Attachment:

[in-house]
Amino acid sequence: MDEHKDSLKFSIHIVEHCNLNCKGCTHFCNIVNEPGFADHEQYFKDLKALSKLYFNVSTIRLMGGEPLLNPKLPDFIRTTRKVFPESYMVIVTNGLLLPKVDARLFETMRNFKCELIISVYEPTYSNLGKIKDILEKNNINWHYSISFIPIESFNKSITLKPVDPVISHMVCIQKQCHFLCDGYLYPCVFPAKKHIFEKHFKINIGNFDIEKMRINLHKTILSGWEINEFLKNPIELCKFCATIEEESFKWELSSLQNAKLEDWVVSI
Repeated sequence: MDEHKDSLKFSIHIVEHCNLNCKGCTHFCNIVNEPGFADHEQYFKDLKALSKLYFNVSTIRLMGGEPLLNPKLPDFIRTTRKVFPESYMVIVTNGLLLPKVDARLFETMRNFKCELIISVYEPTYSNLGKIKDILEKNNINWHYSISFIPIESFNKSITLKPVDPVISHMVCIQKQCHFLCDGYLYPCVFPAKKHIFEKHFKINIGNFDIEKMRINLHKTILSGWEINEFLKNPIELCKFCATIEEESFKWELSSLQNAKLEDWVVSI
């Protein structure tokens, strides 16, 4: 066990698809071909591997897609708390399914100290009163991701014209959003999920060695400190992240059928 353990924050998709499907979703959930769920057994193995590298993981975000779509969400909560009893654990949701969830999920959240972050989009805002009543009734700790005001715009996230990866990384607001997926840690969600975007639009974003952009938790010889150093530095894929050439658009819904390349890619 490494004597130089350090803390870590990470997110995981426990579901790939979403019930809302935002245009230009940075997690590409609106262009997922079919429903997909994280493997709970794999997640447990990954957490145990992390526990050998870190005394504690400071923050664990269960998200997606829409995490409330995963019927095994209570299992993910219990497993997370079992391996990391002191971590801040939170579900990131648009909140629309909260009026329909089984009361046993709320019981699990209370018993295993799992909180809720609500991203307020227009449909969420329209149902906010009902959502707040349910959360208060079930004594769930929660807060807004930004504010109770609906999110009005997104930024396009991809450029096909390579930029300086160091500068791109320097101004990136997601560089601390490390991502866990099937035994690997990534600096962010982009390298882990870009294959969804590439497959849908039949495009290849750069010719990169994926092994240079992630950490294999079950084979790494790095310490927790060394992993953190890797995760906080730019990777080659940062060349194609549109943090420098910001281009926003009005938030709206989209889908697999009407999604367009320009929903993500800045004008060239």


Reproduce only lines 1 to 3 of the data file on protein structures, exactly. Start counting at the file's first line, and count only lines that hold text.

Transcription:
[in-house]
Amino acid sequence: MDEHKDSLKFSIHIVEHCNLNCKGCTHFCNIVNEPGFADHEQYFKDLKALSKLYFNVSTIRLMGGEPLLNPKLPDFIRTTRKVFPESYMVIVTNGLLLPKVDARLFETMRNFKCELIISVYEPTYSNLGKIKDILEKNNINWHYSISFIPIESFNKSITLKPVDPVISHMVCIQKQCHFLCDGYLYPCVFPAKKHIFEKHFKINIGNFDIEKMRINLHKTILSGWEINEFLKNPIELCKFCATIEEESFKWELSSLQNAKLEDWVVSI
Repeated sequence: MDEHKDSLKFSIHIVEHCNLNCKGCTHFCNIVNEPGFADHEQYFKDLKALSKLYFNVSTIRLMGGEPLLNPKLPDFIRTTRKVFPESYMVIVTNGLLLPKVDARLFETMRNFKCELIISVYEPTYSNLGKIKDILEKNNINWHYSISFIPIESFNKSITLKPVDPVISHMVCIQKQCHFLCDGYLYPCVFPAKKHIFEKHFKINIGNFDIEKMRINLHKTILSGWEINEFLKNPIELCKFCATIEEESFKWELSSLQNAKLEDWVVSI